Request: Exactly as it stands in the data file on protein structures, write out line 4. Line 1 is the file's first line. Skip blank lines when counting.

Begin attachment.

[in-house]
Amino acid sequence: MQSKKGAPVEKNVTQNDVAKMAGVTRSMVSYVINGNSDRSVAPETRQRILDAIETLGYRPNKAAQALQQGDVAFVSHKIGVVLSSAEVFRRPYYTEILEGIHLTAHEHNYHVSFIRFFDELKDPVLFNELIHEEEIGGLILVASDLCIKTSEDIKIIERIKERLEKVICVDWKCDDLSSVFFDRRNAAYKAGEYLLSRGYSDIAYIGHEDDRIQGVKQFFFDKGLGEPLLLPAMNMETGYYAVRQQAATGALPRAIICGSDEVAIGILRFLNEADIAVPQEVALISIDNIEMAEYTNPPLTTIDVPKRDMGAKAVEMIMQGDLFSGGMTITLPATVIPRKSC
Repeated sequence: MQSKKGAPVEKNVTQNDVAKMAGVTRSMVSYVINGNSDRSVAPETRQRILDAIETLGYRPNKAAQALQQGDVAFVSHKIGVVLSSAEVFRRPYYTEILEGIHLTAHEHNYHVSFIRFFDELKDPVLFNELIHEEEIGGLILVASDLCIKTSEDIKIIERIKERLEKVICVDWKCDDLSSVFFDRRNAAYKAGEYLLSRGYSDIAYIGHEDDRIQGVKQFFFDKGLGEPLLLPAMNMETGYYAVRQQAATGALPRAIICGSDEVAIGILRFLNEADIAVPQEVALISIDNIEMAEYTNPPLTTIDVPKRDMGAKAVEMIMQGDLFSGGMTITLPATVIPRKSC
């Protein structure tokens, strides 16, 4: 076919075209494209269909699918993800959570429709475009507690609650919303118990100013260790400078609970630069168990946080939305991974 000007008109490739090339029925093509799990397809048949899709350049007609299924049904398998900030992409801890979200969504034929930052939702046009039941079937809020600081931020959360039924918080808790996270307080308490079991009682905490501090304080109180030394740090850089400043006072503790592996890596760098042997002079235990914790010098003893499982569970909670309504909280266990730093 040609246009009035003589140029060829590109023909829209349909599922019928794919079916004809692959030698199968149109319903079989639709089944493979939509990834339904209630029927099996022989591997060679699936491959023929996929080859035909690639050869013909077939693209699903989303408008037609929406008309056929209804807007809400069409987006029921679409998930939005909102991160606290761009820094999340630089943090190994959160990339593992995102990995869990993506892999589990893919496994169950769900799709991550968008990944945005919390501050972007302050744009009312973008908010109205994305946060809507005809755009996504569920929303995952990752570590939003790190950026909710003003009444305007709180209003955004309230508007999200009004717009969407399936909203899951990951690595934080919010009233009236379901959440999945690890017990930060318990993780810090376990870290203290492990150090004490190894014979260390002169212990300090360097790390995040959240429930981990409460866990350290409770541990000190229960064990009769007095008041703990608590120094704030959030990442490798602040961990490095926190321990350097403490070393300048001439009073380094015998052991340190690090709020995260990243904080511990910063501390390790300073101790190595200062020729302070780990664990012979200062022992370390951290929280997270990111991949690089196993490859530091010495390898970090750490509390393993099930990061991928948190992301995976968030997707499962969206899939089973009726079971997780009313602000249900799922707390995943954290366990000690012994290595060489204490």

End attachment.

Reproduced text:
């Protein structure tokens, strides 16, 4: 076919075209494209269909699918993800959570429709475009507690609650919303118990100013260790400078609970630069168990946080939305991974 000007008109490739090339029925093509799990397809048949899709350049007609299924049904398998900030992409801890979200969504034929930052939702046009039941079937809020600081931020959360039924918080808790996270307080308490079991009682905490501090304080109180030394740090850089400043006072503790592996890596760098042997002079235990914790010098003893499982569970909670309504909280266990730093 040609246009009035003589140029060829590109023909829209349909599922019928794919079916004809692959030698199968149109319903079989639709089944493979939509990834339904209630029927099996022989591997060679699936491959023929996929080859035909690639050869013909077939693209699903989303408008037609929406008309056929209804807007809400069409987006029921679409998930939005909102991160606290761009820094999340630089943090190994959160990339593992995102990995869990993506892999589990893919496994169950769900799709991550968008990944945005919390501050972007302050744009009312973008908010109205994305946060809507005809755009996504569920929303995952990752570590939003790190950026909710003003009444305007709180209003955004309230508007999200009004717009969407399936909203899951990951690595934080919010009233009236379901959440999945690890017990930060318990993780810090376990870290203290492990150090004490190894014979260390002169212990300090360097790390995040959240429930981990409460866990350290409770541990000190229960064990009769007095008041703990608590120094704030959030990442490798602040961990490095926190321990350097403490070393300048001439009073380094015998052991340190690090709020995260990243904080511990910063501390390790300073101790190595200062020729302070780990664990012979200062022992370390951290929280997270990111991949690089196993490859530091010495390898970090750490509390393993099930990061991928948190992301995976968030997707499962969206899939089973009726079971997780009313602000249900799922707390995943954290366990000690012994290595060489204490």